PASE: Prosopography of Anglo-Saxon England

Domesday

[Image: Excerpt from the Domesday Book]
[Image: Durham Liber Vitae, folio 38r (extract)]

Beorhtsige 48 Beorhtsige ‘of Tresparrett’ (Cornw.), fl. 1066

Male
Author: CPL
Editorial Status: 4 of 5

  Discussion of the name  

Summary

Beorhtsige 48 was a small landowner in north Cornwall whose three holdings amounted to 1 hide worth 27 shillings.

Distribution map of property and lordships associated with this name in DB

 

List of property and lordships associated with this name in DB

Holder 1066

Shire Phil. ref. Vill Holder 1066 DB Spelling Holder 1066 Lord 1066 Tenant-in-Chief 1086 1086 subtenant Fiscal value 1066 value 1086 value Holder 1066 ID conf. Show on map
Cornwall 5,7,7 Tresparrett Brixi Beorhtsige 'of Tresparrett' - Robert, count of Mortain Jovin 0.50 0.60 0.60 A Map
Cornwall 5,7,8 Treblary Brixi Beorhtsige 'of Tresparrett' - Robert, count of Mortain Jovin 0.25 0.25 0.50 A Map
Cornwall 5,7,10 Dizzard Brixi Beorhtsige 'of Tresparrett' - Robert, count of Mortain Jovin 0.25 0.50 0.25 A Map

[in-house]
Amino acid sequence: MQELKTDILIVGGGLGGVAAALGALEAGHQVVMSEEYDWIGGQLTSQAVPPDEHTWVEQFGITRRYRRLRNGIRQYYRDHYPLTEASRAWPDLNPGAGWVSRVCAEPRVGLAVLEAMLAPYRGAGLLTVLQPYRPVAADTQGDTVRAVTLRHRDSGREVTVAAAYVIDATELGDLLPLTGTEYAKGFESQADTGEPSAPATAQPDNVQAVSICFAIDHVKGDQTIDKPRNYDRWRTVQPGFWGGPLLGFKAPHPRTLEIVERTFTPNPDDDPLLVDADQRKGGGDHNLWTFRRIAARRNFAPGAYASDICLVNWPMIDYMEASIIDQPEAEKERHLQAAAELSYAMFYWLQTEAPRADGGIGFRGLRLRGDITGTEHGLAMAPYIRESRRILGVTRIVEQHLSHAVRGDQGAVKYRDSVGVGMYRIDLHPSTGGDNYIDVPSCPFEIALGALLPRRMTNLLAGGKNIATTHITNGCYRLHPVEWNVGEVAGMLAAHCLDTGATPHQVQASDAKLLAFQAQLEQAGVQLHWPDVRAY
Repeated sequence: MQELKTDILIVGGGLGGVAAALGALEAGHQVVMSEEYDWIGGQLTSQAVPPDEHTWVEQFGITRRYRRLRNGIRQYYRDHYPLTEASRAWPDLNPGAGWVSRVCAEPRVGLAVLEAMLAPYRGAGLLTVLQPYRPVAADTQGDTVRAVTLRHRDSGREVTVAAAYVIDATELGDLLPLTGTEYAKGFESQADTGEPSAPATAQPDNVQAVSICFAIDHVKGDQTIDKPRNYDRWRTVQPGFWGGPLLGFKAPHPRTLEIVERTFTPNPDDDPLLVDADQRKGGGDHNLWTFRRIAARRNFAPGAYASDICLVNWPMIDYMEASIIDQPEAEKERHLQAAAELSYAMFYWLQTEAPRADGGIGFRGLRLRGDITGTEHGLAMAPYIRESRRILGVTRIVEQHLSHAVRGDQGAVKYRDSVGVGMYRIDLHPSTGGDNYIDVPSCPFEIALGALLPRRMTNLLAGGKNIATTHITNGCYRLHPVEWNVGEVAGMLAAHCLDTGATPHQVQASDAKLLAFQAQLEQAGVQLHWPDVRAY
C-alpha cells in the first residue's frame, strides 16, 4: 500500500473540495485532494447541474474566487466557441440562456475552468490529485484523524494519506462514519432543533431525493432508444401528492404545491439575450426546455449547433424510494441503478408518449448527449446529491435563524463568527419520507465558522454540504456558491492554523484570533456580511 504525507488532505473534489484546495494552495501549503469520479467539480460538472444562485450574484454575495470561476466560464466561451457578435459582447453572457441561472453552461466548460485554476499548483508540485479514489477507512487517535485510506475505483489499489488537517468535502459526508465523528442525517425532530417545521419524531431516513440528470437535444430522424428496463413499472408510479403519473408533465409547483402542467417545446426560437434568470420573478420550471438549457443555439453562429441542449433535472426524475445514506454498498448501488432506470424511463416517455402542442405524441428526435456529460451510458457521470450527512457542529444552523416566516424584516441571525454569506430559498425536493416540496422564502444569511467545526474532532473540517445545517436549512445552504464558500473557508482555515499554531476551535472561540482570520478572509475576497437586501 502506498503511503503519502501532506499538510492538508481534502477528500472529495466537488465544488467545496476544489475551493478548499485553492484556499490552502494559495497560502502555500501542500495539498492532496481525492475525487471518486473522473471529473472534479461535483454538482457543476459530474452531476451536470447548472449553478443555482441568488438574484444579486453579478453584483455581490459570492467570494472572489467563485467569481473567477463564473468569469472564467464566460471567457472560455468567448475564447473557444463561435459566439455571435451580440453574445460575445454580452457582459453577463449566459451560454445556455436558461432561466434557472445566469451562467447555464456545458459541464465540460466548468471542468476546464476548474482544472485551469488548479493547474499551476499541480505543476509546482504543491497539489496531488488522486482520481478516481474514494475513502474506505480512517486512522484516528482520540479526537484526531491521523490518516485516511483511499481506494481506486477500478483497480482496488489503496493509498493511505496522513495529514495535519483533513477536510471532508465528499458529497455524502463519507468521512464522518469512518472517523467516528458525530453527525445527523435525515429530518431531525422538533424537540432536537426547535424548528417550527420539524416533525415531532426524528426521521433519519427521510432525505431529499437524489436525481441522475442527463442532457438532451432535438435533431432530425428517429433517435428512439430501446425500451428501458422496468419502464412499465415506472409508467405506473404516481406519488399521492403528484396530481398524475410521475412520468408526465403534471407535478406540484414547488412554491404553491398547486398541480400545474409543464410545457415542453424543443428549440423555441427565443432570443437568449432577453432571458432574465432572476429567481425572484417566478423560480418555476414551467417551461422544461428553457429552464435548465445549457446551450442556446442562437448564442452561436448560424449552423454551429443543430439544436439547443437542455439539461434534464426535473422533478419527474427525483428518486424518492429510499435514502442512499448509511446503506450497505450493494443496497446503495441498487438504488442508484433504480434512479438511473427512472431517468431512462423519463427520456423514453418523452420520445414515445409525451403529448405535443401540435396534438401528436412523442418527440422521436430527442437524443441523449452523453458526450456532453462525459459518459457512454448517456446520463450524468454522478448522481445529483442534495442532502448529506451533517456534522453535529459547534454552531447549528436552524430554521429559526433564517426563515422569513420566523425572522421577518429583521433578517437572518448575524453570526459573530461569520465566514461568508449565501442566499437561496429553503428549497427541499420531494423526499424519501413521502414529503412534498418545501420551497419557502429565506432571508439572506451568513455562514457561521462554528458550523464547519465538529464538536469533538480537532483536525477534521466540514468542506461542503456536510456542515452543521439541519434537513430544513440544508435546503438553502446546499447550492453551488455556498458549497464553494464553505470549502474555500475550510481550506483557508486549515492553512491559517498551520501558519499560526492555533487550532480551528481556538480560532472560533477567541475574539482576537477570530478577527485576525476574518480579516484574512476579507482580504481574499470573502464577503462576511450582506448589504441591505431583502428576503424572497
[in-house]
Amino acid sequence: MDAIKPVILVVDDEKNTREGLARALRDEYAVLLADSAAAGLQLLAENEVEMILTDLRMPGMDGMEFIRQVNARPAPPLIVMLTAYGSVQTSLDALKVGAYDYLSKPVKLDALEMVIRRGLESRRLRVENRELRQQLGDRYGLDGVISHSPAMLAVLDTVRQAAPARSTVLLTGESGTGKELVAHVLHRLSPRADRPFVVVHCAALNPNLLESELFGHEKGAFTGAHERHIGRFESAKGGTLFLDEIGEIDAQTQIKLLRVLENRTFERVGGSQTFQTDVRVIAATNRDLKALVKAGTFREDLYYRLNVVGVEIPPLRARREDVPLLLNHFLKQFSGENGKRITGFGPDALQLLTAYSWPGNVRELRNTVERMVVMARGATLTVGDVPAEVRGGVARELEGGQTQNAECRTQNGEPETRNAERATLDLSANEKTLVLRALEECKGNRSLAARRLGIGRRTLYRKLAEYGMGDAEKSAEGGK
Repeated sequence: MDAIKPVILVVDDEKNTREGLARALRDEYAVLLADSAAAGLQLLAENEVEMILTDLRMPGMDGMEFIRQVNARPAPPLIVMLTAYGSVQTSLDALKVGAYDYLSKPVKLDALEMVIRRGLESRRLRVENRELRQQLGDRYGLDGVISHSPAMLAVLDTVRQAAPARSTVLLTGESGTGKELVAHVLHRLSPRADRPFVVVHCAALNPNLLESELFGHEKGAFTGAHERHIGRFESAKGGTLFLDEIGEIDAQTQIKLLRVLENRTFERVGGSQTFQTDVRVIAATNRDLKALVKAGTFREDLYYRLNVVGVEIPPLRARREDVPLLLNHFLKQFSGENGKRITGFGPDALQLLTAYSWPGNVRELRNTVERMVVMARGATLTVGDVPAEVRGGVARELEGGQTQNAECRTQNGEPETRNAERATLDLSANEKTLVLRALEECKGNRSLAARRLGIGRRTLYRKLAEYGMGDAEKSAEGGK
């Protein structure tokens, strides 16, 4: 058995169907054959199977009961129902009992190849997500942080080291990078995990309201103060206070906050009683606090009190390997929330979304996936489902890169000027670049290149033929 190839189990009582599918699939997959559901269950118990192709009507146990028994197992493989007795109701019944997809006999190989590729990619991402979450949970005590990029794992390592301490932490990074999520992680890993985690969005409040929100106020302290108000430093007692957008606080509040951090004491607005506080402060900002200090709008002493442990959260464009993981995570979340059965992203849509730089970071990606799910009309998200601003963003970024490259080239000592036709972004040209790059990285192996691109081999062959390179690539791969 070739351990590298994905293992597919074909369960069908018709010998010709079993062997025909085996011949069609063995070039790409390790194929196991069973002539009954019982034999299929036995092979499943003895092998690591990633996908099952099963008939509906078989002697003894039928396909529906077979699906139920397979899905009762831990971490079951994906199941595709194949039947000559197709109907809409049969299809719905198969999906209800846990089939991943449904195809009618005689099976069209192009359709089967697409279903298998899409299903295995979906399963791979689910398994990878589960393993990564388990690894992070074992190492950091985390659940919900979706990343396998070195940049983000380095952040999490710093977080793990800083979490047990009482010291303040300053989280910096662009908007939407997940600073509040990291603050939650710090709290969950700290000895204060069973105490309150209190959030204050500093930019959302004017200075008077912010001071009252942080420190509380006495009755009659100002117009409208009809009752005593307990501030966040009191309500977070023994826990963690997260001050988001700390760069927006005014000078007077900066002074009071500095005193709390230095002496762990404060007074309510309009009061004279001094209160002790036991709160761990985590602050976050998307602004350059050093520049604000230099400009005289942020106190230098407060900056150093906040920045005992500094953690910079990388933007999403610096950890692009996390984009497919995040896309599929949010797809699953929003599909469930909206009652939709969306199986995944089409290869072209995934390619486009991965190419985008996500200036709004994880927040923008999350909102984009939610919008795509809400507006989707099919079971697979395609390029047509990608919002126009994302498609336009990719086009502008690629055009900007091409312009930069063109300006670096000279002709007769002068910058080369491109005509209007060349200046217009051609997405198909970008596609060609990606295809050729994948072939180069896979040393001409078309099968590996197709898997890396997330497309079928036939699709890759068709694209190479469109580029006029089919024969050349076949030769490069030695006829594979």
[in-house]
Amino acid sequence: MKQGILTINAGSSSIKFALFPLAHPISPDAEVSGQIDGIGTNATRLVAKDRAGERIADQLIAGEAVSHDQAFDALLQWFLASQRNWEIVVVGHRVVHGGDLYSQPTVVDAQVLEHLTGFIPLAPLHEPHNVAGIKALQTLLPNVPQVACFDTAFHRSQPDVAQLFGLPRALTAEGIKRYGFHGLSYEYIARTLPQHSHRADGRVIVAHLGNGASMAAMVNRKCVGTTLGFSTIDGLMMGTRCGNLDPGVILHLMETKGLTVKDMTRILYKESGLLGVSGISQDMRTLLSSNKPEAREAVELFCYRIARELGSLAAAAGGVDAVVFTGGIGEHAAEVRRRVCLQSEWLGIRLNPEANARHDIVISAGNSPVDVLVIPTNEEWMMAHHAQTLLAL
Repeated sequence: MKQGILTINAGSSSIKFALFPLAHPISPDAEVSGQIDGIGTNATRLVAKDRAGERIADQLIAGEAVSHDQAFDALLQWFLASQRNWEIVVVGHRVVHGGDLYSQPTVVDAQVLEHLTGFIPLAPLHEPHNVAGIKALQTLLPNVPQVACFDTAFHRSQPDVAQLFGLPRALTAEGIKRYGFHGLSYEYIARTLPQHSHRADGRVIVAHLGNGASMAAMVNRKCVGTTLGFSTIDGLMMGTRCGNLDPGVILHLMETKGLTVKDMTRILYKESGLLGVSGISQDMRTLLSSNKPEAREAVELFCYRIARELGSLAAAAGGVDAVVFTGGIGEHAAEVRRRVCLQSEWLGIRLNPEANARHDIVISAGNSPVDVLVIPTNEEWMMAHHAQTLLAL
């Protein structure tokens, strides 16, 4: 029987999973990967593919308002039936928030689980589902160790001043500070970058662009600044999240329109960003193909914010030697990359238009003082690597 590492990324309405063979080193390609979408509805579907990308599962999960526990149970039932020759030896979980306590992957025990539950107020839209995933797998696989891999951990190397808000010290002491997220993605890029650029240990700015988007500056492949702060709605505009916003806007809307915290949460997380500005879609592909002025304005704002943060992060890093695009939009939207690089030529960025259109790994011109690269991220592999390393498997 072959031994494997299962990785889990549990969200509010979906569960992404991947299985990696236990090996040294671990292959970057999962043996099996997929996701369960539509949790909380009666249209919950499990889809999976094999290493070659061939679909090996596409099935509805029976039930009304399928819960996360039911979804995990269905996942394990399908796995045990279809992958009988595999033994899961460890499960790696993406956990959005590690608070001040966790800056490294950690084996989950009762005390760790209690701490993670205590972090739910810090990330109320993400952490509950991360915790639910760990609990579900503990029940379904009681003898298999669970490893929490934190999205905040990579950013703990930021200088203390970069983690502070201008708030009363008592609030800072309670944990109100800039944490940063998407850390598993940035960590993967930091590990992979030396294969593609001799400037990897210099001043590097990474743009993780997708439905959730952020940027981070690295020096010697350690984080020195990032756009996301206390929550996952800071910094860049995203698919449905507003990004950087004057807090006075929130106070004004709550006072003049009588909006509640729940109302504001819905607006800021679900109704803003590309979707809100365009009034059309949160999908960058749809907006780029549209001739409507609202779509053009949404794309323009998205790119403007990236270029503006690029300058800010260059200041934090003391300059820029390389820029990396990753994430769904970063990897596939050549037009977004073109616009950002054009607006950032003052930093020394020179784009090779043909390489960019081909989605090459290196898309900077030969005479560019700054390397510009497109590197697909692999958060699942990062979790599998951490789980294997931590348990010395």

Total               1.00 1.35 1.35  

Profile

 

Three small manors set close to one another in north Cornwall were very probably held by a single Beorhtsige who was not represented elsewhere. The central manor of the three was Tresparrett, standing at 650 ft with moorland reaching over 800 ft, a mile or two inland above the little valley of the river Valency. Four miles to the north was Dizzard, on the cliffs beyond Cambeak headland; 4 miles to the south and further inland was Tremblary, almost at the head of the valley of the Inny, flowing eastwards off the moors towards the Tamar. This little group of moorland and clifftop hamlets had land for 10 ploughs and 400 acres of pasture. Beorhtsige 48’s estate was too far (at 50 miles) from the single manor assigned to Beorhtsige 47 in north Devon for the two men to be identical. Nor is it at all likely that he was the minor 1086 tenant of the count of Mortain in the Lizard, 50 miles in the other direction (Beorhtsige 49).

Return to PASE Domesday homepage
Prosopography of Anglo-Saxon England

© 2016 King's College London